As a landscaper, I not only design gardens but I also maintain and develop them. I am constantly at work in them and the winter months are my best time of the year. It is during these months that I do my garden upgrade programme.
Tree and Hedge management:
We do most of our tree management now in order to allow as much winter sunlight through to the garden below. My gardening crews do this by removing the lowest and all the unnecessary mid- level, secondary and downward growing branches. The result is always impressive. Our trees are totally transformed. Suddenly they appear taller and more elegant with a neat and uncluttered canopy.
Re-arranging and Transplanting:
When I want to try something new in the landscape, the gardening crew must first clear the area of the existing plants. These are not always discarded. They can be transplanted to better locations or grouped with other transplants to create a whole new bed installation elsewhere in the garden.
This is the perfect time of year to move plants around. The ground stays moist and the cold temperature means that certain plants will survive their transplant.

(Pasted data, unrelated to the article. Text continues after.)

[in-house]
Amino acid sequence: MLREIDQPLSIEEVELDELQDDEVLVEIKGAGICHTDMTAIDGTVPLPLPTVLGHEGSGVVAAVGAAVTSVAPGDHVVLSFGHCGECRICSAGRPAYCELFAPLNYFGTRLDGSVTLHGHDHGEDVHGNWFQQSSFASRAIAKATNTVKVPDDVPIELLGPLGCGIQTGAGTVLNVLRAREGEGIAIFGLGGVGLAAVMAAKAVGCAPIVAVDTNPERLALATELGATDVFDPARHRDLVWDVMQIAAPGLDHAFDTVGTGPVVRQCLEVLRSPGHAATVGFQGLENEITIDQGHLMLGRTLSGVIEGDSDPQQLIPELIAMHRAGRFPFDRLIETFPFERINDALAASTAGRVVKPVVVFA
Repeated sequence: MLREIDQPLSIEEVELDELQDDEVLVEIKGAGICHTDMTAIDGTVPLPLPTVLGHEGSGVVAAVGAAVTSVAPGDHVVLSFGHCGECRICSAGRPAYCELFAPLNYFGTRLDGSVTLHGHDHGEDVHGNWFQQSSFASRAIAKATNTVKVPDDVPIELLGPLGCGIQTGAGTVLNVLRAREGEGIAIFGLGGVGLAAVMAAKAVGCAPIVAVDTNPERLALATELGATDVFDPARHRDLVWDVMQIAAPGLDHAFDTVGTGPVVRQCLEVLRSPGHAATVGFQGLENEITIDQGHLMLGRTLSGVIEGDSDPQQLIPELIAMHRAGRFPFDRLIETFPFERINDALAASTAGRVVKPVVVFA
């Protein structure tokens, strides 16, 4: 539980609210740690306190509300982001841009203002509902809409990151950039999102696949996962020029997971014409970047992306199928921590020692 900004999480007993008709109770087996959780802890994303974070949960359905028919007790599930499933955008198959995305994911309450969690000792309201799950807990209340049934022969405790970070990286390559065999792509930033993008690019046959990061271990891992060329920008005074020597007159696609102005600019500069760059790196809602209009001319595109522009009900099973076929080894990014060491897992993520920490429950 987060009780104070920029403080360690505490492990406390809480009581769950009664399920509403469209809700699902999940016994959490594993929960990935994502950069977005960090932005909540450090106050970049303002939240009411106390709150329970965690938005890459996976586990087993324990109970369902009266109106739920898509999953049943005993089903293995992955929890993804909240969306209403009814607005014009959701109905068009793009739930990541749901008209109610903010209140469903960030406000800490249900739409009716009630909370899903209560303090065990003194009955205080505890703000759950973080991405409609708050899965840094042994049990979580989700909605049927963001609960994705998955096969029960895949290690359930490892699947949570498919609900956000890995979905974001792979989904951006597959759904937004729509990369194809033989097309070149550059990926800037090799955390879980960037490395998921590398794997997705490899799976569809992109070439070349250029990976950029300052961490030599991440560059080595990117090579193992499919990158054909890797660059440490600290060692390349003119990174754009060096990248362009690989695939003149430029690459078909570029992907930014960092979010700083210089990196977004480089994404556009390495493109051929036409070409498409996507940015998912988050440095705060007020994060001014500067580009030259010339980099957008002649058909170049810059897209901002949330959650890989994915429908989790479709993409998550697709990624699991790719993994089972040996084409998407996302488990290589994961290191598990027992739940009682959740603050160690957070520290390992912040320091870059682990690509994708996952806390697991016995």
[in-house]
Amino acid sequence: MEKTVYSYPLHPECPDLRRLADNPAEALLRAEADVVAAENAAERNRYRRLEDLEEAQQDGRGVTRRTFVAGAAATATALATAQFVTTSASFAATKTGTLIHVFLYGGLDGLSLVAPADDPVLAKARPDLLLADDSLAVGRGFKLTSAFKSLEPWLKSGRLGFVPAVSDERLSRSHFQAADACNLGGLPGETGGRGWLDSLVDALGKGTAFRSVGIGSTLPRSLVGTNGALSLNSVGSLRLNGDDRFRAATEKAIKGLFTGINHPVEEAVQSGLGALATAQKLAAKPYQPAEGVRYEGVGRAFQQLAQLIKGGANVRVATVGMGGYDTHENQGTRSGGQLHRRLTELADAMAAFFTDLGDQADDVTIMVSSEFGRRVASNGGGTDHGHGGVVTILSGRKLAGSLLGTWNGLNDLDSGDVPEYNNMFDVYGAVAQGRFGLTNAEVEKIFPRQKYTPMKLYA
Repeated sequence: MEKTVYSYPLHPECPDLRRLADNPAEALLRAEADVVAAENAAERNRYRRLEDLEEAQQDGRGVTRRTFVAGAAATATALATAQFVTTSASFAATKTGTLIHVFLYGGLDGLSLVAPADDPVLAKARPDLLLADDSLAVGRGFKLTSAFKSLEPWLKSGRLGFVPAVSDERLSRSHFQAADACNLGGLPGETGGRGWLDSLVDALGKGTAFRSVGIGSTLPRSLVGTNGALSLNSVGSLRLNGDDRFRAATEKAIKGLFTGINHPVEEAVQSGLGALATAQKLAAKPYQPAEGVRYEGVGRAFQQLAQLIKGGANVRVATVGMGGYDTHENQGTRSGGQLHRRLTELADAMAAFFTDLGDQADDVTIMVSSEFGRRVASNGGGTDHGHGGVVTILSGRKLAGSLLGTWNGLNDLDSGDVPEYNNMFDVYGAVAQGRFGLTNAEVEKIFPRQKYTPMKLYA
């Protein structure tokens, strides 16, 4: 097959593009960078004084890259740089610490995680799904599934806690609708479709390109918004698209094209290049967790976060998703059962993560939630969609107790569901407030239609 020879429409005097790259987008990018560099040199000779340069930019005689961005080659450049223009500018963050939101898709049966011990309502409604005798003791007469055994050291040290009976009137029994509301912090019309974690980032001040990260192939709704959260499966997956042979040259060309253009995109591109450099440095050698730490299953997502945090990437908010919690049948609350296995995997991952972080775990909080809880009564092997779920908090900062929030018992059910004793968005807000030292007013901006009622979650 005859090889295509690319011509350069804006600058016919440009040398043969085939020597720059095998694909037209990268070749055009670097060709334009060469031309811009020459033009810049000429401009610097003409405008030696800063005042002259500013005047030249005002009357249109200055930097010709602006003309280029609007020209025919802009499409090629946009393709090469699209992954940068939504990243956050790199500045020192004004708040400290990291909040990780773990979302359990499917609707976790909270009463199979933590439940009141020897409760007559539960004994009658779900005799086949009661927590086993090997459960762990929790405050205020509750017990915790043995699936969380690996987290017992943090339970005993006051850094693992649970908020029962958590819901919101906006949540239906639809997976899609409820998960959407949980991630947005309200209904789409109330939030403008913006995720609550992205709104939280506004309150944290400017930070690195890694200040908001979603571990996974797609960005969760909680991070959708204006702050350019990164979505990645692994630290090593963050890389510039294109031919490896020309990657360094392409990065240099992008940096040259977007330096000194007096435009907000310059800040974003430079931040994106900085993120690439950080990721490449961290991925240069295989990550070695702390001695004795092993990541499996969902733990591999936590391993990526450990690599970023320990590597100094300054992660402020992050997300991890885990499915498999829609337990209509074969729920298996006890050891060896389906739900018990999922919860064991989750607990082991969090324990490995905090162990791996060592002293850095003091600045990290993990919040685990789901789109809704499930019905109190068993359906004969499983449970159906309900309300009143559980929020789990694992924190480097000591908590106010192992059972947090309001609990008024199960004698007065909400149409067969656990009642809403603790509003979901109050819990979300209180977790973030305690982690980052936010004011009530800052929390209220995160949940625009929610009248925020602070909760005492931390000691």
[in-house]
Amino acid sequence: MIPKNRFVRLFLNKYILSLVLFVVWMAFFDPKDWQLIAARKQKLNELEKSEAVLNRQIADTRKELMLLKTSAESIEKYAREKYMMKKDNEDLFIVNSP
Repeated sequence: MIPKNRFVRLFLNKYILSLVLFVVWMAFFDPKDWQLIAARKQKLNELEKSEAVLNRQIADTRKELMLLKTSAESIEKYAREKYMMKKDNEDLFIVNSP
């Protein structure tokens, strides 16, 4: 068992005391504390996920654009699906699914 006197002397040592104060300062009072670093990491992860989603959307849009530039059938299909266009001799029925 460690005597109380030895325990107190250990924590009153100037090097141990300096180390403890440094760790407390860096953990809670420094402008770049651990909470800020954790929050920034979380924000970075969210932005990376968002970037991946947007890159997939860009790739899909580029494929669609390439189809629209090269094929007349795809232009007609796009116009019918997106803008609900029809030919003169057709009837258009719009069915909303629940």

By implementing new ideas during these winter months I may spend money on new plants but also save money by being able to relocate existing specimens.
We are busy with division in our nursery and our landscape gardens. All clump-forming herbaceous perennials, including ornamental grasses, benefit from division every two to three years to maintain health and appearance. It also creates additional plants that can be planted elsewhere.
This is the time to get stuck into those dense thickets Agapanthus, Bergenia, Canna, Crocosmia, Dierama, Dietes, Hemerocallis, ornamental grasses, Plectranthus, Salvia, Sedum, Sutera, Verbena, Zantedeschia and other similar plants.
Dig these plants up gently and shake off excess soil so that roots are clearly visible. Some species have individual plants with intertwined roots which can be gently separated and then replanted individually or in small clumps.
The Aloe Family is now in Flower
Large, fibrous-rooted perennials, such as Dietes, can be divided into two or three or even 50, depending on our requirements.
Plant divisions as soon as possible and water them in well. There after the winter rains will take care of the rest.